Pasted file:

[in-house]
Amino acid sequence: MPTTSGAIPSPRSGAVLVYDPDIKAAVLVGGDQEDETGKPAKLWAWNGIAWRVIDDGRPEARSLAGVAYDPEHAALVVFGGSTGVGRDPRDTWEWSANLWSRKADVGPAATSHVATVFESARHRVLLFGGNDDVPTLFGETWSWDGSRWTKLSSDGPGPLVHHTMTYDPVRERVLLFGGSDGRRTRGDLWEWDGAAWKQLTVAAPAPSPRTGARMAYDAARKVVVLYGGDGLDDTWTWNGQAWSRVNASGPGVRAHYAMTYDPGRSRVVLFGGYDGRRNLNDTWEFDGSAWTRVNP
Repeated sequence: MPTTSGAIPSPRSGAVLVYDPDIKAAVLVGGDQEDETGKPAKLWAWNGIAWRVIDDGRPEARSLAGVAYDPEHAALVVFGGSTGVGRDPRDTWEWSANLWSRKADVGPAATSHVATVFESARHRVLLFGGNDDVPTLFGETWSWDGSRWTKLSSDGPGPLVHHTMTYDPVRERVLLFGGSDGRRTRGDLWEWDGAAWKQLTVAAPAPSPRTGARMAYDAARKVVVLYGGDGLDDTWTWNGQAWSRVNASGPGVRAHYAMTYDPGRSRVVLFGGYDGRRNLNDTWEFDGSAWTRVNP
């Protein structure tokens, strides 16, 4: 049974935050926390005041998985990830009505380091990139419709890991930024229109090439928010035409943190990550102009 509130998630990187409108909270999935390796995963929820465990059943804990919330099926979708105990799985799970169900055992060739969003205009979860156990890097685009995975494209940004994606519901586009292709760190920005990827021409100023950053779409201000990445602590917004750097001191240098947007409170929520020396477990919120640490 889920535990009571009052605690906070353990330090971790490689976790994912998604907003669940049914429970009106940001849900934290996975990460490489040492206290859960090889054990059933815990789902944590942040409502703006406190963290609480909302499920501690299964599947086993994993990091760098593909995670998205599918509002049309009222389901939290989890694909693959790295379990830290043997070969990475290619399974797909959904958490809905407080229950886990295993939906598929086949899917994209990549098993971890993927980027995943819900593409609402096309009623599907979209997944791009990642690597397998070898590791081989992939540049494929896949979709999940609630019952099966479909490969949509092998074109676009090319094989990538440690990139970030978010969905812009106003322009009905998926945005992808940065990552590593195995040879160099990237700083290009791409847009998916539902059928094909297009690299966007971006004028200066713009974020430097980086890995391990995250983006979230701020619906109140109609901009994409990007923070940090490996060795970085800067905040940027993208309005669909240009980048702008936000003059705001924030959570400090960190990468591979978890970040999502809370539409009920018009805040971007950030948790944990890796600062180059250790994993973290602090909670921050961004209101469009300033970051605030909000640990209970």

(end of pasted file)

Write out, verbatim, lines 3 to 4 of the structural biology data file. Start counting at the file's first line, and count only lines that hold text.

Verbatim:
Repeated sequence: MPTTSGAIPSPRSGAVLVYDPDIKAAVLVGGDQEDETGKPAKLWAWNGIAWRVIDDGRPEARSLAGVAYDPEHAALVVFGGSTGVGRDPRDTWEWSANLWSRKADVGPAATSHVATVFESARHRVLLFGGNDDVPTLFGETWSWDGSRWTKLSSDGPGPLVHHTMTYDPVRERVLLFGGSDGRRTRGDLWEWDGAAWKQLTVAAPAPSPRTGARMAYDAARKVVVLYGGDGLDDTWTWNGQAWSRVNASGPGVRAHYAMTYDPGRSRVVLFGGYDGRRNLNDTWEFDGSAWTRVNP
């Protein structure tokens, strides 16, 4: 049974935050926390005041998985990830009505380091990139419709890991930024229109090439928010035409943190990550102009 509130998630990187409108909270999935390796995963929820465990059943804990919330099926979708105990799985799970169900055992060739969003205009979860156990890097685009995975494209940004994606519901586009292709760190920005990827021409100023950053779409201000990445602590917004750097001191240098947007409170929520020396477990919120640490 889920535990009571009052605690906070353990330090971790490689976790994912998604907003669940049914429970009106940001849900934290996975990460490489040492206290859960090889054990059933815990789902944590942040409502703006406190963290609480909302499920501690299964599947086993994993990091760098593909995670998205599918509002049309009222389901939290989890694909693959790295379990830290043997070969990475290619399974797909959904958490809905407080229950886990295993939906598929086949899917994209990549098993971890993927980027995943819900593409609402096309009623599907979209997944791009990642690597397998070898590791081989992939540049494929896949979709999940609630019952099966479909490969949509092998074109676009090319094989990538440690990139970030978010969905812009106003322009009905998926945005992808940065990552590593195995040879160099990237700083290009791409847009998916539902059928094909297009690299966007971006004028200066713009974020430097980086890995391990995250983006979230701020619906109140109609901009994409990007923070940090490996060795970085800067905040940027993208309005669909240009980048702008936000003059705001924030959570400090960190990468591979978890970040999502809370539409009920018009805040971007950030948790944990890796600062180059250790994993973290602090909670921050961004209101469009300033970051605030909000640990209970």